Dickens lived until he was 58 and had a busy life, so my congratulations to Claire Tomalin for managing to put it all into 400 pages. Some of the reviews I’ve read criticized how she didn’t include more insight into his era, into his relationship with his sons, his work methods, etc. But I found it the perfect book for someone like me, who was curious about Dickens, but didn’t want to read Peter Ackroyd’s 600-page tome or Michael Slater‘s more academic biography.

It felt like a solid overview of his life, well researched and thoughtful. She starts with his problematic childhood then moves on to his early career and seemingly infinite energy, his difficulties in coping with middle-age, the problems brought on by the affair with Nelly Ternan and his ultimate decline.

Tomalin doesn’t produce any new and amazing discovery, but she does have good insights into his books (I especially liked her analysis on Dickens’s flat female characters), his inspiration, and how his frantic way of working created both brilliant and weak stories. Dickens was always on the move, always busy with dozens of old and new projects. One month after finishing this book, it’s this sense of nervous energy that lingers.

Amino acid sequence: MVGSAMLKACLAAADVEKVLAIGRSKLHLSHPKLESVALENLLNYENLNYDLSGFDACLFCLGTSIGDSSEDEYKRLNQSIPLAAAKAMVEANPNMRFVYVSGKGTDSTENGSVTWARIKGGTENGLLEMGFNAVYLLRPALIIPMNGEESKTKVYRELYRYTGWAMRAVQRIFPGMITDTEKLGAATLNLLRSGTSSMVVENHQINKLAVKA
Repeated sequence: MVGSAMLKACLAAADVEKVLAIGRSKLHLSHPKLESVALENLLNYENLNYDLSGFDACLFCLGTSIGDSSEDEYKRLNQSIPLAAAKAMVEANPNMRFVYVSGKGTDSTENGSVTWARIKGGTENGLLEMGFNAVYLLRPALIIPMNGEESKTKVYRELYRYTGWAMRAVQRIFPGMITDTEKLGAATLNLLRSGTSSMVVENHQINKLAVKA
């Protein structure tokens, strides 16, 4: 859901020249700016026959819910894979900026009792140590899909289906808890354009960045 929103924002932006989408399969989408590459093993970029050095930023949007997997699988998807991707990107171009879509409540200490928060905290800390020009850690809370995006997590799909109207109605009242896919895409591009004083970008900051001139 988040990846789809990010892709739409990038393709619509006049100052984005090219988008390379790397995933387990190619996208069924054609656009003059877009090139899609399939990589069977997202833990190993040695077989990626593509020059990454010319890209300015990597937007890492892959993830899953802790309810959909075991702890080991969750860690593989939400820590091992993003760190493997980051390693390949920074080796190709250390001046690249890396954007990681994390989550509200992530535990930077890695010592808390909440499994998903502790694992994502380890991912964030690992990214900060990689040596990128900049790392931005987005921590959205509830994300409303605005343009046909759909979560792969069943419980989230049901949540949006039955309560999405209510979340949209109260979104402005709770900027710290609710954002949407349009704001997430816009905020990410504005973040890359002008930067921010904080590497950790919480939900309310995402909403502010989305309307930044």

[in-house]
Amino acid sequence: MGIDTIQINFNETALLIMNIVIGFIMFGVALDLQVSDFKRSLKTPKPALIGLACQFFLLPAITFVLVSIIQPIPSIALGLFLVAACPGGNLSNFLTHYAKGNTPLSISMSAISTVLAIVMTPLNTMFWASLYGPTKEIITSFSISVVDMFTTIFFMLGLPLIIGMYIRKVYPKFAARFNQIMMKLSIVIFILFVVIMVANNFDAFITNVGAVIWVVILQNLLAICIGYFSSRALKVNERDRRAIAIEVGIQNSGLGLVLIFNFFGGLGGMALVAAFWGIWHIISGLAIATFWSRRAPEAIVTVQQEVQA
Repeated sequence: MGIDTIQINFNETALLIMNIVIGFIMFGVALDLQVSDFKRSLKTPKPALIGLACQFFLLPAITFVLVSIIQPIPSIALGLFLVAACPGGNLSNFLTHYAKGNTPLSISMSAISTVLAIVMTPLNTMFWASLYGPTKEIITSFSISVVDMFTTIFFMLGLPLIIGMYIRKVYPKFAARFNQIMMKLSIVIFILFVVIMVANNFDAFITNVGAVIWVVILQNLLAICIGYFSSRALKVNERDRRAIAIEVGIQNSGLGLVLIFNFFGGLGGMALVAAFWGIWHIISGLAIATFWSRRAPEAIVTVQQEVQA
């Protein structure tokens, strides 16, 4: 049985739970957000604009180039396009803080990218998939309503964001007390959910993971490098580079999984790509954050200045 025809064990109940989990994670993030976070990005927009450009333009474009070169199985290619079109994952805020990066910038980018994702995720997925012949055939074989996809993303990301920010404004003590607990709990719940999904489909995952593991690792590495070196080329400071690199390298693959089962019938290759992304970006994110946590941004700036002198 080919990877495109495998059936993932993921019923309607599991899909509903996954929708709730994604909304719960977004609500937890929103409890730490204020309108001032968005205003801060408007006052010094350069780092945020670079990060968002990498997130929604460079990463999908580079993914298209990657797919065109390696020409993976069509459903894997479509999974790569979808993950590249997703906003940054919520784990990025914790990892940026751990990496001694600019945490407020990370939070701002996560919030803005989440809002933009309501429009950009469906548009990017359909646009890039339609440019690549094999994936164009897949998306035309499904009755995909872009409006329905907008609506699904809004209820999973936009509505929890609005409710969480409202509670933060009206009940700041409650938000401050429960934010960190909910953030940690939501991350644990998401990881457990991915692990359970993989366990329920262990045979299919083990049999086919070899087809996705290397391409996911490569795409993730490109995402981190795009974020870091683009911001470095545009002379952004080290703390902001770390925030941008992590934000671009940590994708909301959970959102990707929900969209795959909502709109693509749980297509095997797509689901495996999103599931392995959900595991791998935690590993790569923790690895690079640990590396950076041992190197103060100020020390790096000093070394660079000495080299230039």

She’s pretty hard on Dickens over some episodes, especially on way he treated his wife during the Nelly affair, but I must agree with her. Dickens might have been the hero of England’s poor, and extremely generous, but he seemed to preferred to do good works for strangers, rather than be affectionate to most of his family members, especially his sons. Considering these two sides of his character it’s fascinating to understand how Dickens created and managed his own myth.

After his death, Dickens’ daughter Katey wrote she wished someone would correct the general perception of her father as “a joyous, jocose gentleman walking about the world with a plum pudding and a bowl of punch”. I think she would be proud of this biography. Claire Tomalin’s Dickens comes out as a troubled, self-centered, and often mean person, but also a genius of writing, acting and creating emotional responses in general.


Other thoughts: Random Jottings, The Book and the Biscuit,  (yours?)